Make Mine A Whopper

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Last month, Texas executed a convicted murderer who spent more than 20 years behind bars. He was the fourth death row inmate killed in the United States this year with another 17 waiting their turn.

Wait, don’t leave yet. This column isn’t meant to stimulate a political discussion about the pros and cons of capital punishment. It’s intended to stimulate an entirely different discussion.

What would you request for your last meal?

During interviews, most celebrities contemplate massive feasts with lobster, caviar and champagne (although alcohol is not allowed). That’s not what most prisoners request, instead seeking comfort food like steak or fried chicken.

Can a prisoner request anything? Sure, but that doesn’t mean they’re going to get it. In Florida, for example, the meal can’t cost more than $40 and must be prepared locally. Sorry, no croissants from France. Some states only offer what can be cooked in the prison’s kitchen.

Texas, on the other hand, no longer allows death row inmates the option of making a request. They get whatever was on that day’s menu. Most Texas inmates prefer not to be executed on a Tuesday; they hate meatloaf night.

Back in 2011, a Texas death row inmate named Larry Brewer submitted the most elaborate last meal request ever: a triple-meat bacon cheeseburger, 3 fajitas, a pound of BBQ, half-loaf of white bread, Meat Lover’s pizza, a pint of Blue Bell vanilla ice cream, a slab of peanut butter fudge with crushed peanuts and three root beers. Larry’s request was granted, and as a final protest, he didn’t eat any of it. That didn’t sit well with elected officials, who stopped the practice entirely. Thanks, Larry, you’ve ruined it for everybody!

Serial killer John Wayne Gacy got fried shrimp and a bucket of KFC with French fries, while The Oklahoma City Bomber, Timothy McVeigh, skipped dinner completely and had two pints of ice cream. Ted Bundy declined to request a last meal so the serial killer got the standard last meal by default: steak, eggs, hash browns, toast, milk and juice. Sounds more like breakfast at IHOP.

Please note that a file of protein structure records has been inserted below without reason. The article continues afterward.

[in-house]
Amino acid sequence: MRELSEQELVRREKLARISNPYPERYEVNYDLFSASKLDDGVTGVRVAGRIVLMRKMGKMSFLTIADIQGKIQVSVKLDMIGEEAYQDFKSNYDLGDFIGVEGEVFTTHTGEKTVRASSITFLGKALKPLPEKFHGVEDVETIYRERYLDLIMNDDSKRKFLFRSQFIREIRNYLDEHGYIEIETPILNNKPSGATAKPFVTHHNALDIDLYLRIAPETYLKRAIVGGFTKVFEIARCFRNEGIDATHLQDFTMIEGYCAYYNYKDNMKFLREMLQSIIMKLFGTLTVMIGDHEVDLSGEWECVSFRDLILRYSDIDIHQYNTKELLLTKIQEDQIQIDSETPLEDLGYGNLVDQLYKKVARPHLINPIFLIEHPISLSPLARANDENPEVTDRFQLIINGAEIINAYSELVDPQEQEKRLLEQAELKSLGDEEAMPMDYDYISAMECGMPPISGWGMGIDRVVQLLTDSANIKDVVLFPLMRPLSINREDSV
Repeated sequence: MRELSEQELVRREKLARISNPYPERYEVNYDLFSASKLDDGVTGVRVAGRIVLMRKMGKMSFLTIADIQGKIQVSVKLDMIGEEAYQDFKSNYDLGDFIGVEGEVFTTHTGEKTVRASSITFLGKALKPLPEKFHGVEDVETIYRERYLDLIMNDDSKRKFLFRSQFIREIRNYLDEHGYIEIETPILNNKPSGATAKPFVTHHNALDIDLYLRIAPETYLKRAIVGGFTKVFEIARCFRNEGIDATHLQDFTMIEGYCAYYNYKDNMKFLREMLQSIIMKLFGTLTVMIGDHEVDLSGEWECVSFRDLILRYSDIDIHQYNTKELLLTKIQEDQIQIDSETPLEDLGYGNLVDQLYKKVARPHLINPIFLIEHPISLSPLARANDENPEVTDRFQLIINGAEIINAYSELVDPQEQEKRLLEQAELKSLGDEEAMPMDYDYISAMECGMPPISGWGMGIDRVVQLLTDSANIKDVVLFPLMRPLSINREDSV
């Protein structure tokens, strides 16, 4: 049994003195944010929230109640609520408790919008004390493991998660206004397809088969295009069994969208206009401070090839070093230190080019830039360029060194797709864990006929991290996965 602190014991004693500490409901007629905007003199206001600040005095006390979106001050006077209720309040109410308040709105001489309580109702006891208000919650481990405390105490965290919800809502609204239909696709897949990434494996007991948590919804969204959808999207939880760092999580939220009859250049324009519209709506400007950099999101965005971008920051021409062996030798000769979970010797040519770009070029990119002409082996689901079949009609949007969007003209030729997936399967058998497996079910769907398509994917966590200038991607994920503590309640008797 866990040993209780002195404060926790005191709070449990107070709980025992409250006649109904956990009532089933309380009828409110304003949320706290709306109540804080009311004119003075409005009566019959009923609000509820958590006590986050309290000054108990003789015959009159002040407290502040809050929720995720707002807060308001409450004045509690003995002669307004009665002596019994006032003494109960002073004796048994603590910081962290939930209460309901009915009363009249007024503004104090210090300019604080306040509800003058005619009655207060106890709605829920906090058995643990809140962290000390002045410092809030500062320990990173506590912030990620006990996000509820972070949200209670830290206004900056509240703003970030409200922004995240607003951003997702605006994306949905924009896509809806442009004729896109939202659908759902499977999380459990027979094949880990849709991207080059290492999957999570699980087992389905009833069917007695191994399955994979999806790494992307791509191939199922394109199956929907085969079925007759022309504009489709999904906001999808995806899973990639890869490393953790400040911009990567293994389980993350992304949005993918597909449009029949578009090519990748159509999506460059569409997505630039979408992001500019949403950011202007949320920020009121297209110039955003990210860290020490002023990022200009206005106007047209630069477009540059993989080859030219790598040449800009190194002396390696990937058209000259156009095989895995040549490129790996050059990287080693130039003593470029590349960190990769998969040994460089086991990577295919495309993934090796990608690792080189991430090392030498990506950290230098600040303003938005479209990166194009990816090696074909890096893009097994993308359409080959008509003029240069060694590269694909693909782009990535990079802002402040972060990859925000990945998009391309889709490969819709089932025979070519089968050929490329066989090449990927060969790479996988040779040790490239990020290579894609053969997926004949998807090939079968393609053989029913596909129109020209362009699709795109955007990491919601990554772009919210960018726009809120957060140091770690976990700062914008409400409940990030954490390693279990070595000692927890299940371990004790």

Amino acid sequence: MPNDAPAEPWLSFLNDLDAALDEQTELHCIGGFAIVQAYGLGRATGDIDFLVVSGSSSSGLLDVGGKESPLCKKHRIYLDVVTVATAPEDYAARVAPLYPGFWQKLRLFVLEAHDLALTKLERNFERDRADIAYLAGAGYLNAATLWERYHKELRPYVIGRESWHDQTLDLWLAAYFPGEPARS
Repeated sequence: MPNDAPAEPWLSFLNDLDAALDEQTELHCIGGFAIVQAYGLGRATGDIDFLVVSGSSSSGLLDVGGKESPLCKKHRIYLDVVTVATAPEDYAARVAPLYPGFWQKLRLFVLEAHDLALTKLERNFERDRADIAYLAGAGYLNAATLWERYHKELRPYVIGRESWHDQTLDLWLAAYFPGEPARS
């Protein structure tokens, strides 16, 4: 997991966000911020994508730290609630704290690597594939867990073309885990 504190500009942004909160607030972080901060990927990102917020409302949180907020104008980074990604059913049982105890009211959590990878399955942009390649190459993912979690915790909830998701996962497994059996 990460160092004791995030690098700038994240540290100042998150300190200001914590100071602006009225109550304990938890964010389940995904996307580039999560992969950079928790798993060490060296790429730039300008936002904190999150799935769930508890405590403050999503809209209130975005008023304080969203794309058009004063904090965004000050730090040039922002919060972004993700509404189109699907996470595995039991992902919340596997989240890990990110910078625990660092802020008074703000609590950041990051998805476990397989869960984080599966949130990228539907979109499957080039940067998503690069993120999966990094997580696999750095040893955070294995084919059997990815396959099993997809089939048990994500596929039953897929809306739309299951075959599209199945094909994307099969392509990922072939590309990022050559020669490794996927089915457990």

Many moons ago, my friends and I pondered that question. After a night of, well, let’s call it, “adult activities,” we usually ended the evening at a diner or a fast food joint that was still open. We spent way too much time having ridiculous discussions at places like Burger King, McDonald’s, White Castle, Taco Bell and Jack-in-the-Box.

So, what would you request? Choose wisely, my friend. If it’s my last meal, I’m taking no chances with someone else picking out my steak and possibly overcooking it. What am I going to do, send it back? Unless my mother could make me a plate of spaghetti and meatballs, I’m not trusting anybody else’s sauce. Most Italians won’t order pasta in a restaurant for a reason. Never was a big fish fan, what if I choke on a fish bone?

I’d have a simple request. I want to go out with a Burger King Whopper and fries, washing it down with a tall glass (or two) of coke with ice. I want an order of diner-style onion rings, the real rings dipped in batter. I want A1 Sauce to mix into ketchup for dipping the onion rings. I’d also like a breast and wing from KFC, extra crispy. No vegetables, thank you. I spent my life eating vegetables only because I had to.

When I’m all done with dinner, I want a big piece of NY-style cheesecake and some mint chocolate chip ice cream on the side. A cup of Dunkin’ Donuts coffee with cream (no sugar), would be nice.

I know it’s macabre to think about something like your last meal, but I want to be prepared, just in case.

Wait, don’t I get a snack? What about a Snickers before I take that long walk?

Paul DiSclafani, a Massapequa resident, is a 2018 Press Club of Long Island award winning columnist and an Anton Media Group contributor since 2016.

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